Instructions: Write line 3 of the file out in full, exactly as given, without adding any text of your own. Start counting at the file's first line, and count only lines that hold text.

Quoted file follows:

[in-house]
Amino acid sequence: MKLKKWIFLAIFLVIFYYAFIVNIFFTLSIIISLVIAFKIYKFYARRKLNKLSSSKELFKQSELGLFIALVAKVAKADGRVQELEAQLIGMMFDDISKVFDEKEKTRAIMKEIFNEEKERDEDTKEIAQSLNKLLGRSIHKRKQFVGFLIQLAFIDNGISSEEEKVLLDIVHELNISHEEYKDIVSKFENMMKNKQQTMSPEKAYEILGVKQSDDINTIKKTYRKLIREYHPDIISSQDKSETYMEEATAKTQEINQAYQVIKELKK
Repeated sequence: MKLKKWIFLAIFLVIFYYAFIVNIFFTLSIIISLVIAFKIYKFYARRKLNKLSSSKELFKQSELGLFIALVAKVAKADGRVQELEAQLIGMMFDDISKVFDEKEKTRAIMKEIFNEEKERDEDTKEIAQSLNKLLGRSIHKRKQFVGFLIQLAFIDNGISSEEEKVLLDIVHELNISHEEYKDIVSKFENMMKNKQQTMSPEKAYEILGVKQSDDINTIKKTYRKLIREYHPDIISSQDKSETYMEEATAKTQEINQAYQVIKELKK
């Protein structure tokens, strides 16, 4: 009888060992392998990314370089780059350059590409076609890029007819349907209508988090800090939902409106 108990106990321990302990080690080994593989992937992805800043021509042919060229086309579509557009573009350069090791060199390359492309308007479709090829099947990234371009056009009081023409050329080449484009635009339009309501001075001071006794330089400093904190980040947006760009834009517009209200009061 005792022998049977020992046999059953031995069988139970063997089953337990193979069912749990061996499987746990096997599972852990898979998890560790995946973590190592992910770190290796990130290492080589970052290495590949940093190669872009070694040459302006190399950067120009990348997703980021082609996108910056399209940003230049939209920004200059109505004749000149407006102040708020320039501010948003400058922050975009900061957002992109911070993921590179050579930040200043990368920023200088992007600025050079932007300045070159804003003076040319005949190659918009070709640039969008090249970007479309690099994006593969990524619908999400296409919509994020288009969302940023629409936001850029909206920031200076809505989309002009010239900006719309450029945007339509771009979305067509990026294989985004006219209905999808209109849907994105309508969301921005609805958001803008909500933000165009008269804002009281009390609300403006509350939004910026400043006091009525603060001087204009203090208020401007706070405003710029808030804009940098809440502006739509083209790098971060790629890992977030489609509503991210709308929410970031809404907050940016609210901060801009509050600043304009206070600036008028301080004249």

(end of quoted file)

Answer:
Repeated sequence: MKLKKWIFLAIFLVIFYYAFIVNIFFTLSIIISLVIAFKIYKFYARRKLNKLSSSKELFKQSELGLFIALVAKVAKADGRVQELEAQLIGMMFDDISKVFDEKEKTRAIMKEIFNEEKERDEDTKEIAQSLNKLLGRSIHKRKQFVGFLIQLAFIDNGISSEEEKVLLDIVHELNISHEEYKDIVSKFENMMKNKQQTMSPEKAYEILGVKQSDDINTIKKTYRKLIREYHPDIISSQDKSETYMEEATAKTQEINQAYQVIKELKK